human health since potentially harmful substances may unexpectedly appear in
the course of genetic engineering.

Even among different countries, lines have been drawn between advocates and
opponents of GMOs. Major producers and exporters of genetically engineered
products such as the United States have relatively lax regulations on these
types of crops, allowing foodstuffs with GMO substances to be sold without any
special labeling. The U.S.F.D.A. has concluded that products that contain GMOs
are no different from their conventional counterparts. Many other countries,
however, are moving to limit the import of genetically engineered crops, citing
their possible environmental and health risks. The European Union, for example,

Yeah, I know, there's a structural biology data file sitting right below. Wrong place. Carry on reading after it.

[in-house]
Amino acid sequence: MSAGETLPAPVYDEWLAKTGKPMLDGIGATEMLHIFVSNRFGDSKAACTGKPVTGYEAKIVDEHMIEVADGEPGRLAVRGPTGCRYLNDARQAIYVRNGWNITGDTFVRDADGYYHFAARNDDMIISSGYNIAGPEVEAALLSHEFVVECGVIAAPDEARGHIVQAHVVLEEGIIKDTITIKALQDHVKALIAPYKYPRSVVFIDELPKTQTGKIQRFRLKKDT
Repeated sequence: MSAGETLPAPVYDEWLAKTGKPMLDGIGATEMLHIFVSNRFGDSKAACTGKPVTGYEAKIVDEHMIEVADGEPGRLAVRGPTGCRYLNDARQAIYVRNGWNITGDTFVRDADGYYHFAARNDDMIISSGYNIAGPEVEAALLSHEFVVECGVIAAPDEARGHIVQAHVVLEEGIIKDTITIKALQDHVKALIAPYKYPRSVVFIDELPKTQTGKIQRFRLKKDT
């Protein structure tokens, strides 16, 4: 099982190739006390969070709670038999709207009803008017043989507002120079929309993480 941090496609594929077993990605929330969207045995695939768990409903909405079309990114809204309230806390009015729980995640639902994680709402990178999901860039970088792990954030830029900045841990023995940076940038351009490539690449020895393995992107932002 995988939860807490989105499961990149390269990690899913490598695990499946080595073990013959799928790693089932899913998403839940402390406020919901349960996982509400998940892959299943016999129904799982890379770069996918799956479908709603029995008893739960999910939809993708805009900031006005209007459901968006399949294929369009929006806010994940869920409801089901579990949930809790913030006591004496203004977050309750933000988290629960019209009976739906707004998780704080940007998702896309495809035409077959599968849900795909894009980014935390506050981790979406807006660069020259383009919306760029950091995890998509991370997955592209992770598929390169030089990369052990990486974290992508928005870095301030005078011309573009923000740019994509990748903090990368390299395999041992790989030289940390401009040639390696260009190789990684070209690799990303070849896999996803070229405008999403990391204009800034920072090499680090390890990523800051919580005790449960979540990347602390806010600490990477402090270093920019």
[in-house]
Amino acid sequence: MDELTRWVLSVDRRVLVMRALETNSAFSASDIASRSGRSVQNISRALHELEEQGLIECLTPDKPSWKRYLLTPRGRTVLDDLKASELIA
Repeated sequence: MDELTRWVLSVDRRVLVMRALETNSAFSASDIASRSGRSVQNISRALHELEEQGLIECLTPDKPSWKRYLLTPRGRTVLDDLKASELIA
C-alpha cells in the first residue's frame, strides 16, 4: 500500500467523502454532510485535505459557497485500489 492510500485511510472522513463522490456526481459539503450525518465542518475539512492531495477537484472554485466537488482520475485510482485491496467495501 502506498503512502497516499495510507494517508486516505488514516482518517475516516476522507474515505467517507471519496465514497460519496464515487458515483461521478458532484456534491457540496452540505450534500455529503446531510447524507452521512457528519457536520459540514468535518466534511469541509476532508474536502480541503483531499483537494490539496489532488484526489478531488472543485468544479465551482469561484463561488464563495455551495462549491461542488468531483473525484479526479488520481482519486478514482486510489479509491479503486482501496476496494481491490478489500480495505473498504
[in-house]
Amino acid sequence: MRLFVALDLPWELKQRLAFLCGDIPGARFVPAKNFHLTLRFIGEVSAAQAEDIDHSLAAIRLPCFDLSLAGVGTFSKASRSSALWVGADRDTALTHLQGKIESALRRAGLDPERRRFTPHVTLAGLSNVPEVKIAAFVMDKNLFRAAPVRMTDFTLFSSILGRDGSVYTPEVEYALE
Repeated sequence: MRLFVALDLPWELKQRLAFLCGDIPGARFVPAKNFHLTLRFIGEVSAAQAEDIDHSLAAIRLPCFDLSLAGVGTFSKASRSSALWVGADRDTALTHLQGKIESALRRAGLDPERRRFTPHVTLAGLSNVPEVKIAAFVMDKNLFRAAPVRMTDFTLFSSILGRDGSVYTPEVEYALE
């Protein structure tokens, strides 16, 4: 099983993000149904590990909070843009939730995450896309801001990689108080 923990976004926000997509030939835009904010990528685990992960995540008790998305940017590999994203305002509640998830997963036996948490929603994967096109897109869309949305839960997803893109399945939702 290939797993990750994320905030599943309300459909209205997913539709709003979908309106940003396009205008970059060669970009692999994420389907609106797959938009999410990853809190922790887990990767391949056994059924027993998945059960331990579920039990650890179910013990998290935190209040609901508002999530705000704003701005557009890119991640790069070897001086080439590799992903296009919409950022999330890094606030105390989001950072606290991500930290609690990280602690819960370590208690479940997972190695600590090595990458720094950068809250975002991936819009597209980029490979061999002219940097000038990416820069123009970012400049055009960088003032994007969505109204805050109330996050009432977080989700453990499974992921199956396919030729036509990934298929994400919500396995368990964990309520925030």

passed a set of regulations in 1997 that requires special labeling for
genetically engineered soybean and corn products.

In Korea, regulations concerning GMOs have been legislated only recently. The
Korean government has announced that genetically modified agricultural products
such as soybeans, corn, and bean sprouts, as well as processed foods containing
GMOs like crackers and tofu, must carry labels indicating so. Such mandatory
labeling of GMOs went into effect this July and those who violate the
regulation are now subject to a fine of up to 10 million won.

Foreign-invested companies in Korea that import soybeans, corn, and bean
sprouts seem to be perplexed by the Korean government's new policy. At present,
the biggest problem with the GMO product market in Korea is that the Korea Food
& Drug Administration (KFDA) as well as the nation's test laboratories lack the
required technology to accurately inspect such GMO products and, hence, are